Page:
3rd strike on surgery. No transplant.

Discussion Board Forums General Discussion 3rd strike on surgery. No transplant.

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    Hi David,

    I always tell people to give NIH a call. A phone call never hurts anything and they can tell you what is all available in regards to trials. Unfortunately, for the trial I am in, you do have to fail first line of chemo, and having an internal stent in place disqualifies you from the trial as well because the risk of infection is so high when your immune system is depleted prior to cell infusion. Here is the link to the trial, plus the new addition of pembrolizumab, and pembrolizumab alone. I still recommend calling to find out more information and if anything has changed.




    Best wishes to you! Sending hugs and prayers your way!


    David….although presently receiving chemo, I don’t see any reason for not inquiring about enrollment in Melinda’s study.
    Not sure whether you have had a chance to look and listen to our recorded conference sessions.
    Dr. Iyer presented a great overview of bile duct cancer, including explanation of stents.
    You can find it here: https://www.youtube.com/watch?v=2jygol1_UXM
    I hope others will chime in and share their thoughts as well.


    David, the good news is that there are still lots of options. It is really so very true that a surgeon does not know what he is going to find until he ventures in and looks around. Never count surgery out down the road. If an internal drain begins to cause pain it usually is because they dislodged. Easy fix so to speak…..new stents. There are others who went on after an aborted surgery and down the road did get their transplant. Hang in, hang on and keep up the good fight there could be help right around the corner!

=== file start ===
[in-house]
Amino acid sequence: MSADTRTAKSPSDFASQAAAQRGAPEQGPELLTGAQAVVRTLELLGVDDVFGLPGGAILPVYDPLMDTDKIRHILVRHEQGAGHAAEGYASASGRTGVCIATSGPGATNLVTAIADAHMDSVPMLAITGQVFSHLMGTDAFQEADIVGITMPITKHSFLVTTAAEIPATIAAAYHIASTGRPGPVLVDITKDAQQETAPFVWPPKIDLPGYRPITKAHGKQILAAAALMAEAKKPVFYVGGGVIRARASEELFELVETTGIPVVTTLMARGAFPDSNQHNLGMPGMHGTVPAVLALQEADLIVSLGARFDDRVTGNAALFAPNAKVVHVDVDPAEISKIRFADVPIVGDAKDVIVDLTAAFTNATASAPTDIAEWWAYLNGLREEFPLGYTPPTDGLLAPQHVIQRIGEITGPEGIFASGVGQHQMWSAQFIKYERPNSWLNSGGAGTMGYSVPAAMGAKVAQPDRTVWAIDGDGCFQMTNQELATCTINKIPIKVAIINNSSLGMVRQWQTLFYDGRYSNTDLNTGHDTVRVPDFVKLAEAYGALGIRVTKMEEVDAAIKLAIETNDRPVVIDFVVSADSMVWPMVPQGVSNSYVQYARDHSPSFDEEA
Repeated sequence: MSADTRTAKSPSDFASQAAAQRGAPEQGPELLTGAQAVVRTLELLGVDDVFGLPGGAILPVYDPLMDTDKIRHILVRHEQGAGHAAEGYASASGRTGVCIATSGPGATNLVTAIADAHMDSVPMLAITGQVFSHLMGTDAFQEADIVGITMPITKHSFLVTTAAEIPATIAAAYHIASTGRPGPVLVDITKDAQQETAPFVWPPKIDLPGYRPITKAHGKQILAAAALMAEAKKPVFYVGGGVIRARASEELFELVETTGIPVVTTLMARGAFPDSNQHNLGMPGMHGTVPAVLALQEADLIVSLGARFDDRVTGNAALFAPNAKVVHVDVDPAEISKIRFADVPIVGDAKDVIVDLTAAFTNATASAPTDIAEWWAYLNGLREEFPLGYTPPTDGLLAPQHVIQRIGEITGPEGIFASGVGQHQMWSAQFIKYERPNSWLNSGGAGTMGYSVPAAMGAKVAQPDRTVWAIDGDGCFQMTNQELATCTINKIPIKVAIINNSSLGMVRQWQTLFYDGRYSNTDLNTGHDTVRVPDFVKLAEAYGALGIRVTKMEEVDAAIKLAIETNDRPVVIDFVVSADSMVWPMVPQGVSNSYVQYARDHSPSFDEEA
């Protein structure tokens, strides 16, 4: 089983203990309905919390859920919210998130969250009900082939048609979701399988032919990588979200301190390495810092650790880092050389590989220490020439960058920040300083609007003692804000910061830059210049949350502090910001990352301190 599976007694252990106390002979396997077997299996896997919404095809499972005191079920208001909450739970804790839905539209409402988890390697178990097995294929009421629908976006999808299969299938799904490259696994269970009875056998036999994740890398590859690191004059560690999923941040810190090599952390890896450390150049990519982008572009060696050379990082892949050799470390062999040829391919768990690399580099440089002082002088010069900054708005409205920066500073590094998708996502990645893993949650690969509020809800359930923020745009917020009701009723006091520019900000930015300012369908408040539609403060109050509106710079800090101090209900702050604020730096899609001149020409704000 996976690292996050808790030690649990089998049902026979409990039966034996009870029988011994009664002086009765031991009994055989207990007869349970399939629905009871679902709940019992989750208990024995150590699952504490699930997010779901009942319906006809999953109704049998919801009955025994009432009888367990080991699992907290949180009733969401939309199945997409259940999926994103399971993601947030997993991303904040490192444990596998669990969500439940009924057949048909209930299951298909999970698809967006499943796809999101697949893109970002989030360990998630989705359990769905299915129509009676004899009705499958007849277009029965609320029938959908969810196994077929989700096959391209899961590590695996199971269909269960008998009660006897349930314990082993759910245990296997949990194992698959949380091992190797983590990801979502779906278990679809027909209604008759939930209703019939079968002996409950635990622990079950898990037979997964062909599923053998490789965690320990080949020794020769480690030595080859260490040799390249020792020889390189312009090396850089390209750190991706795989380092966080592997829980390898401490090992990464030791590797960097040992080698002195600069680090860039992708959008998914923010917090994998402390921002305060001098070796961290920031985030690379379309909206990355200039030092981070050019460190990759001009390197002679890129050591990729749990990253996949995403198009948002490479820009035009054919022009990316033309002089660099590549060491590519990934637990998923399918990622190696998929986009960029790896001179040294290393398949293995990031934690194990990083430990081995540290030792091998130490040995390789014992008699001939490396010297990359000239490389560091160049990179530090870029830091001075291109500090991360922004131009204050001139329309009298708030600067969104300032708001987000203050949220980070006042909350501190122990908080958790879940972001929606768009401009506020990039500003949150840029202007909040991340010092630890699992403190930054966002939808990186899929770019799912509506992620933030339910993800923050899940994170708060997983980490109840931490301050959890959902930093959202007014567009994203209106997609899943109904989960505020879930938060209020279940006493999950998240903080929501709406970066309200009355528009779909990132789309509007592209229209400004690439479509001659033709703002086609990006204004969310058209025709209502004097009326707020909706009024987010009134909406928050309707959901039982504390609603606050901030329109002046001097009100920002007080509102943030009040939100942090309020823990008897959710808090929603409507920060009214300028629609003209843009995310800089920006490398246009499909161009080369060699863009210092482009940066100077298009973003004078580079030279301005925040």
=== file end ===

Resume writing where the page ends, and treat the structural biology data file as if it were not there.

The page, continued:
Thanks, everyone. I do have a port, middlesister1. I’ve grown to love that thing for labs and my first round of chemo.

    I still don’t have a really clear understanding of why they had to abort my 2nd surgery, which was a resection attempt. I wonder if there’s a possibility that could be retried in the future.

    What really sucked was that my surgeon had been so confident that there had been no spread of the cancer in the year I’ve had this diagnosis. I don’t blame him – you can only see some of these things when you’re in there poking around.

    I’m a fighter, and I think my oncologist is very open minded and determined too. I have had experience with surgeons and oncologists who basically told me it was over and to get chemo and hope for the best, and I’ve had the great team I have now who have been in there right with me fighting all this time.

    Was just reading about the T-Cell therapy – hard to miss since it’s all over FB these days, and just read Melinda Bachini’s Caring Bridge site. Not sure of the chances of getting on that, but I’m hopeful about the chemo study going on here at UCH, where I’m already receiving treatment. My onc appointment is Monday. We have a lot to discuss…

    BTW, anyone have a metal internal stent, and do they have pain from it? The first thing we discussed is getting rid of these darn tubes I’ve had hanging out of me for a year. I did have a plastic stent for about a week and it seemed painful at the time. But… that was before a year of constant abdominal pain, so maybe I am just very sensitive there.



    Sorry to hear this latest news from you and as well for everything that you had to go through as well. Hoping that you will get some much better news from the onc and please let us know how that goes as well.

    My best to you,